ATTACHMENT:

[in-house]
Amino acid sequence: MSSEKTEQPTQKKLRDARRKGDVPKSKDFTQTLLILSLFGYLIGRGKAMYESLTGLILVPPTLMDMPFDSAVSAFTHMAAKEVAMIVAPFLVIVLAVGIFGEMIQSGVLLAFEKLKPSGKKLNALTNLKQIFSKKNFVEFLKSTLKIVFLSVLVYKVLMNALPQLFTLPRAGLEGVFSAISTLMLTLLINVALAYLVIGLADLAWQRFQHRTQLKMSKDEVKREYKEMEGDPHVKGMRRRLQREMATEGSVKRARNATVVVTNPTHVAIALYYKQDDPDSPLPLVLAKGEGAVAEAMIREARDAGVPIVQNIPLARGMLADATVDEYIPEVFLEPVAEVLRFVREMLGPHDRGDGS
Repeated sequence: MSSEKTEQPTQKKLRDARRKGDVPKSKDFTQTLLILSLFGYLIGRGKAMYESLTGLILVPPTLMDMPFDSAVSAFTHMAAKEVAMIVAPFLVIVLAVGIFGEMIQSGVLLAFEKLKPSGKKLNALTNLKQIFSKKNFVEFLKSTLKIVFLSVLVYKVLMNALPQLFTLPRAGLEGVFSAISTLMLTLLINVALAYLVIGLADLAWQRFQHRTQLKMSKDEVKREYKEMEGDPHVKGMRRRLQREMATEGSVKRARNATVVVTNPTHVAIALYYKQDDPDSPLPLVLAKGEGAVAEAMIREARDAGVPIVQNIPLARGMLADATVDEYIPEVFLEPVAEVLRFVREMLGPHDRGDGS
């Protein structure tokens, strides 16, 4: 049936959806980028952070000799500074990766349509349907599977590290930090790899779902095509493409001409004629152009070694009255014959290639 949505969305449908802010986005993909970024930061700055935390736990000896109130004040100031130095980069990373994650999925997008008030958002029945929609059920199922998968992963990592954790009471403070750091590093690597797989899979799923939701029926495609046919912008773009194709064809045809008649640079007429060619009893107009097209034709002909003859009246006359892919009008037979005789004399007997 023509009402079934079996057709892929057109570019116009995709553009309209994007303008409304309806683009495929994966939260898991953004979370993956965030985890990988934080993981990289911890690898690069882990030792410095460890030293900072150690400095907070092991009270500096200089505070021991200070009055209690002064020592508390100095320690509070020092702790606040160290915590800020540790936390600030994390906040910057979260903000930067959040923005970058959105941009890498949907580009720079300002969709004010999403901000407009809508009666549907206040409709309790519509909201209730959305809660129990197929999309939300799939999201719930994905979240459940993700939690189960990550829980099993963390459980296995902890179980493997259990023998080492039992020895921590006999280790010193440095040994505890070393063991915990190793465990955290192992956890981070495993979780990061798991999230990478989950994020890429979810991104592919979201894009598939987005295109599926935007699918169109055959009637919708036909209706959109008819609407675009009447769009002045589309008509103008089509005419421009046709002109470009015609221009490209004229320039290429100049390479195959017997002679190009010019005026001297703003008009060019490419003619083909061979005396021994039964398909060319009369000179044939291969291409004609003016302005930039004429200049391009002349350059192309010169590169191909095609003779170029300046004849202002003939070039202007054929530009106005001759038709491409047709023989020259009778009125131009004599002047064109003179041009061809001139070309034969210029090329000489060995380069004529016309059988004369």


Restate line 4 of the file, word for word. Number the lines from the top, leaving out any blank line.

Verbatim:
């Protein structure tokens, strides 16, 4: 049936959806980028952070000799500074990766349509349907599977590290930090790899779902095509493409001409004629152009070694009255014959290639 949505969305449908802010986005993909970024930061700055935390736990000896109130004040100031130095980069990373994650999925997008008030958002029945929609059920199922998968992963990592954790009471403070750091590093690597797989899979799923939701029926495609046919912008773009194709064809045809008649640079007429060619009893107009097209034709002909003859009246006359892919009008037979005789004399007997 023509009402079934079996057709892929057109570019116009995709553009309209994007303008409304309806683009495929994966939260898991953004979370993956965030985890990988934080993981990289911890690898690069882990030792410095460890030293900072150690400095907070092991009270500096200089505070021991200070009055209690002064020592508390100095320690509070020092702790606040160290915590800020540790936390600030994390906040910057979260903000930067959040923005970058959105941009890498949907580009720079300002969709004010999403901000407009809508009666549907206040409709309790519509909201209730959305809660129990197929999309939300799939999201719930994905979240459940993700939690189960990550829980099993963390459980296995902890179980493997259990023998080492039992020895921590006999280790010193440095040994505890070393063991915990190793465990955290192992956890981070495993979780990061798991999230990478989950994020890429979810991104592919979201894009598939987005295109599926935007699918169109055959009637919708036909209706959109008819609407675009009447769009002045589309008509103008089509005419421009046709002109470009015609221009490209004229320039290429100049390479195959017997002679190009010019005026001297703003008009060019490419003619083909061979005396021994039964398909060319009369000179044939291969291409004609003016302005930039004429200049391009002349350059192309010169590169191909095609003779170029300046004849202002003939070039202007054929530009106005001759038709491409047709023989020259009778009125131009004599002047064109003179041009061809001139070309034969210029090329000489060995380069004529016309059988004369």